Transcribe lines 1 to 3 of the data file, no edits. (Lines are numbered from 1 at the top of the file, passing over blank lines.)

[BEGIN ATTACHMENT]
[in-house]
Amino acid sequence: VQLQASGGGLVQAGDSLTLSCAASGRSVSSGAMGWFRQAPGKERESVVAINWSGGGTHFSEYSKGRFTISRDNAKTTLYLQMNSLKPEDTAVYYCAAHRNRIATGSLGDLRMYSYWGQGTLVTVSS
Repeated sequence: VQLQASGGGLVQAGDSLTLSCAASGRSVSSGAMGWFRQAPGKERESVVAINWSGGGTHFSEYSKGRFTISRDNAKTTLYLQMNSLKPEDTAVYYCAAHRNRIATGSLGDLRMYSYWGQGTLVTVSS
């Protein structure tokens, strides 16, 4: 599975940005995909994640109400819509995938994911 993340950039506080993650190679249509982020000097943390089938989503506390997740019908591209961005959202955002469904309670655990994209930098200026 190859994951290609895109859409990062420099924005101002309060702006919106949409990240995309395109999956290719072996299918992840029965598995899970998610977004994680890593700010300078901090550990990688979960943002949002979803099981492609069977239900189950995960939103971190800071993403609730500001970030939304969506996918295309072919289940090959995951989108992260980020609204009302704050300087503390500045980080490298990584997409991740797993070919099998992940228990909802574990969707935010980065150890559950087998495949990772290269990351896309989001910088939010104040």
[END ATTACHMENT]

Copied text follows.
[in-house]
Amino acid sequence: VQLQASGGGLVQAGDSLTLSCAASGRSVSSGAMGWFRQAPGKERESVVAINWSGGGTHFSEYSKGRFTISRDNAKTTLYLQMNSLKPEDTAVYYCAAHRNRIATGSLGDLRMYSYWGQGTLVTVSS
Repeated sequence: VQLQASGGGLVQAGDSLTLSCAASGRSVSSGAMGWFRQAPGKERESVVAINWSGGGTHFSEYSKGRFTISRDNAKTTLYLQMNSLKPEDTAVYYCAAHRNRIATGSLGDLRMYSYWGQGTLVTVSS